Paul Murray, biographer of both Lafcadio Hearn and his close contemporary Bram Stoker, has combined working as a writer with a distinguished career in the Irish Foreign Service, including a stint in Tokyo in the 1970s before eventually becoming Irish ambassador to South Korea.
Thinking the book would only take 18 months, Murray started this biography in 1979, at a time when Hearn was largely unknown in the West. In fact, it took 13 years, perhaps not surprising given just how prodigious a writer Hearn was and how substantial his surviving correspondence is. Murray shrewdly leads us into his fascinating story by describing Hearn as a slight, almost penniless young man struggling to make his way after emigrating to the United States from Ireland. Only at the end of the book are we returned to the traumatic circumstances of Hearn’s childhood, the psychological impact of which would be acutely felt in the delight in the macabre mostly vividly expressed in “Kwaidan,” Hearn’s retelling of Japanese ghost stories.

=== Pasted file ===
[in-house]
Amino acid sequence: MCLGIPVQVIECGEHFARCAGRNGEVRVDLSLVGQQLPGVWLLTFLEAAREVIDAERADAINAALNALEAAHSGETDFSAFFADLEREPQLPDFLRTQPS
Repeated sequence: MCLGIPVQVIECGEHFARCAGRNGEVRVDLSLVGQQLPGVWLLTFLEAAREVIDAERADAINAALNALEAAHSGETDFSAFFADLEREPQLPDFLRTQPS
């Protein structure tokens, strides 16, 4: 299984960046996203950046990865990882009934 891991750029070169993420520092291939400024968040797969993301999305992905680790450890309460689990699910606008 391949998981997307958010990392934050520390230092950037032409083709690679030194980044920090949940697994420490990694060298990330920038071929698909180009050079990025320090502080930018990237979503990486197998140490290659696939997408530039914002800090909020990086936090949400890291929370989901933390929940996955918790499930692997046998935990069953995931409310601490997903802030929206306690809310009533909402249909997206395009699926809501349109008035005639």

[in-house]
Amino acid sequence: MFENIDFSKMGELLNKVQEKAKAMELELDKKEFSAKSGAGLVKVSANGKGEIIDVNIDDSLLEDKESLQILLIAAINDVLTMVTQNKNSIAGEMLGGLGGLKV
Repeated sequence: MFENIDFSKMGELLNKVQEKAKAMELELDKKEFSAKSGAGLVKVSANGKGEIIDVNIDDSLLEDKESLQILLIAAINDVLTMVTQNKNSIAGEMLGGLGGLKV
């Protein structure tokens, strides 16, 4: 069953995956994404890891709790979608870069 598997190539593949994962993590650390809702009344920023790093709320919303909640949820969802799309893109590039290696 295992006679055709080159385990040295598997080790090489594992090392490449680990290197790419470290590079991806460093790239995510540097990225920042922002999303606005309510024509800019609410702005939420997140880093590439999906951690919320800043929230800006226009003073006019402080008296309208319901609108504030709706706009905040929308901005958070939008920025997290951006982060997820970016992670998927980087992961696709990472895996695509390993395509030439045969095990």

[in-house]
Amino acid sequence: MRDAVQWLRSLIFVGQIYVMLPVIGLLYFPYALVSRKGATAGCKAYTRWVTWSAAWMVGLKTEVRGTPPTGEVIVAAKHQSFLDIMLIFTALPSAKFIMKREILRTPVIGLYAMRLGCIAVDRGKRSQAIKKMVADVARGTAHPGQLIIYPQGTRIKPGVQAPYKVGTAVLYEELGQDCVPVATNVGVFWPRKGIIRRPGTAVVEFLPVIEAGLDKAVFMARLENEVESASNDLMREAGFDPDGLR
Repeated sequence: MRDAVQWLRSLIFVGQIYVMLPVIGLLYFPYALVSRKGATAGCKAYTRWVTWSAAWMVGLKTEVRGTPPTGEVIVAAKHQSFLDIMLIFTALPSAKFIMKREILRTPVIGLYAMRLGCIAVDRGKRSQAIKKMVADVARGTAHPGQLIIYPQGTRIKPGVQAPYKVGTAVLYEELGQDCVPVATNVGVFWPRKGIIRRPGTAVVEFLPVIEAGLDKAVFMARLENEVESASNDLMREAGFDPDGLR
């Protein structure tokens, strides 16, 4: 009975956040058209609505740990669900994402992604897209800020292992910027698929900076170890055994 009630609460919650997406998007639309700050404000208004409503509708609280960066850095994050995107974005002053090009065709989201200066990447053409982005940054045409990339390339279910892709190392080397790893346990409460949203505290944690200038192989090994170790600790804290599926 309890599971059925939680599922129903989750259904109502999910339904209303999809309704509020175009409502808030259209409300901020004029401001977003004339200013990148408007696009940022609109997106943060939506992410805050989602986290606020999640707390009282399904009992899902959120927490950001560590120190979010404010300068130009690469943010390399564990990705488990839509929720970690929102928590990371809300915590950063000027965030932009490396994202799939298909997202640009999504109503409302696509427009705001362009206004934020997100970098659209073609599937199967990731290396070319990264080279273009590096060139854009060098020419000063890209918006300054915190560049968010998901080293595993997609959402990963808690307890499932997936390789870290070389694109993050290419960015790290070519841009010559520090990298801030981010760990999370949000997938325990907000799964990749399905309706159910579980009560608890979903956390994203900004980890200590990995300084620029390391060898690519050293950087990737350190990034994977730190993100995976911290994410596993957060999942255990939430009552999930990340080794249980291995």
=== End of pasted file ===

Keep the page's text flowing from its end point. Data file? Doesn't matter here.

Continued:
Known for his great sensibility and cultural sensitivity, Hearn also had a spectacularly irascible side. His 1890 letter to the owner of Harper’s Magazine stating exactly what he thought of him and his magazine is quite simply one of the greatest pieces of scatological invective in the English language. You only regret that Hearn did not so magnificently vent his spleen more often.
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